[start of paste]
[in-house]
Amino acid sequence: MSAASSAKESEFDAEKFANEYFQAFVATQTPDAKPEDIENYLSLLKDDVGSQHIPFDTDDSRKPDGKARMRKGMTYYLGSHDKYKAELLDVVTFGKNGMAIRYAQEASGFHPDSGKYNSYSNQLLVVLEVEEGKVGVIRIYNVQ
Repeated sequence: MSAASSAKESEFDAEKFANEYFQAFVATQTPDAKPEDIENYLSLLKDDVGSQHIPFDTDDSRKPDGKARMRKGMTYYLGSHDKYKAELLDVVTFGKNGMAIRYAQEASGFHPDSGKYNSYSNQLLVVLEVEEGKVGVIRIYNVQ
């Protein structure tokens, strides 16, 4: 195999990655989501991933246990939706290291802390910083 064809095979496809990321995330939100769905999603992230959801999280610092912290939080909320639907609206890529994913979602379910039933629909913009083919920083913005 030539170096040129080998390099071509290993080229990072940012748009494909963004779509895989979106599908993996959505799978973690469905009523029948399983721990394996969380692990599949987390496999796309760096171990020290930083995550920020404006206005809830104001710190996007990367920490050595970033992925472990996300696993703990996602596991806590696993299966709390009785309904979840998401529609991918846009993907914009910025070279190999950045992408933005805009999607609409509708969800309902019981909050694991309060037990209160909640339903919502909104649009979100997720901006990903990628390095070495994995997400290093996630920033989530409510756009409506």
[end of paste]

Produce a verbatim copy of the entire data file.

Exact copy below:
[in-house]
Amino acid sequence: MSAASSAKESEFDAEKFANEYFQAFVATQTPDAKPEDIENYLSLLKDDVGSQHIPFDTDDSRKPDGKARMRKGMTYYLGSHDKYKAELLDVVTFGKNGMAIRYAQEASGFHPDSGKYNSYSNQLLVVLEVEEGKVGVIRIYNVQ
Repeated sequence: MSAASSAKESEFDAEKFANEYFQAFVATQTPDAKPEDIENYLSLLKDDVGSQHIPFDTDDSRKPDGKARMRKGMTYYLGSHDKYKAELLDVVTFGKNGMAIRYAQEASGFHPDSGKYNSYSNQLLVVLEVEEGKVGVIRIYNVQ
């Protein structure tokens, strides 16, 4: 195999990655989501991933246990939706290291802390910083 064809095979496809990321995330939100769905999603992230959801999280610092912290939080909320639907609206890529994913979602379910039933629909913009083919920083913005 030539170096040129080998390099071509290993080229990072940012748009494909963004779509895989979106599908993996959505799978973690469905009523029948399983721990394996969380692990599949987390496999796309760096171990020290930083995550920020404006206005809830104001710190996007990367920490050595970033992925472990996300696993703990996602596991806590696993299966709390009785309904979840998401529609991918846009993907914009910025070279190999950045992408933005805009999607609409509708969800309902019981909050694991309060037990209160909640339903919502909104649009979100997720901006990903990628390095070495994995997400290093996630920033989530409510756009409506």